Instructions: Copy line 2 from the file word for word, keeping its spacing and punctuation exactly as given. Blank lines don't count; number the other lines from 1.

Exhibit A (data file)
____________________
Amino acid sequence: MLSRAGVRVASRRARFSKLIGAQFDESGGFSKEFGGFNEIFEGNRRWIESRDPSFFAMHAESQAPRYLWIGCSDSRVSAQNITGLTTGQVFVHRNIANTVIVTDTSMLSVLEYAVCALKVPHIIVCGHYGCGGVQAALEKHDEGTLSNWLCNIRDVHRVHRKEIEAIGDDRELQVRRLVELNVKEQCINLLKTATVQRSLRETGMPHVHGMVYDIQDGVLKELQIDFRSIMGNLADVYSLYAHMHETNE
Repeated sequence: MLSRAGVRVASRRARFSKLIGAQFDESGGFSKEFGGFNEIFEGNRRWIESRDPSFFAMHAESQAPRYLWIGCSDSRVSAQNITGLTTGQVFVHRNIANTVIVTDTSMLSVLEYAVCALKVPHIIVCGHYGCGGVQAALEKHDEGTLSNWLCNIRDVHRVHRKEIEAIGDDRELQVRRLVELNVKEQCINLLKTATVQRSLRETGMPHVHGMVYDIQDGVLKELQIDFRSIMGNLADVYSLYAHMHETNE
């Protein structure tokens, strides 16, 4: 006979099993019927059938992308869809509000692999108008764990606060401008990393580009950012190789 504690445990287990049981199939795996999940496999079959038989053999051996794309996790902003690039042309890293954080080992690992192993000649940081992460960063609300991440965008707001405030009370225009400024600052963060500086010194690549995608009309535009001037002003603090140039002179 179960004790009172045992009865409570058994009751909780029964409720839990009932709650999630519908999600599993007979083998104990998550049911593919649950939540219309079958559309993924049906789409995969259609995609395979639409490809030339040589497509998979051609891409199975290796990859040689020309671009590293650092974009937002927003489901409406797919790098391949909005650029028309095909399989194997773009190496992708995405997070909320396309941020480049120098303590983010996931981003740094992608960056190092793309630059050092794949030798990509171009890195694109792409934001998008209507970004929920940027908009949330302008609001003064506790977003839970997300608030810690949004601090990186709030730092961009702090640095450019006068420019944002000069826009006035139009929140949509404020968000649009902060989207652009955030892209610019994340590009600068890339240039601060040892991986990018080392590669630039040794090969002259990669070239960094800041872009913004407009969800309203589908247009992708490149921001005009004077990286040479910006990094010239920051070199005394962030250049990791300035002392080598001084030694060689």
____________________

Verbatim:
Repeated sequence: MLSRAGVRVASRRARFSKLIGAQFDESGGFSKEFGGFNEIFEGNRRWIESRDPSFFAMHAESQAPRYLWIGCSDSRVSAQNITGLTTGQVFVHRNIANTVIVTDTSMLSVLEYAVCALKVPHIIVCGHYGCGGVQAALEKHDEGTLSNWLCNIRDVHRVHRKEIEAIGDDRELQVRRLVELNVKEQCINLLKTATVQRSLRETGMPHVHGMVYDIQDGVLKELQIDFRSIMGNLADVYSLYAHMHETNE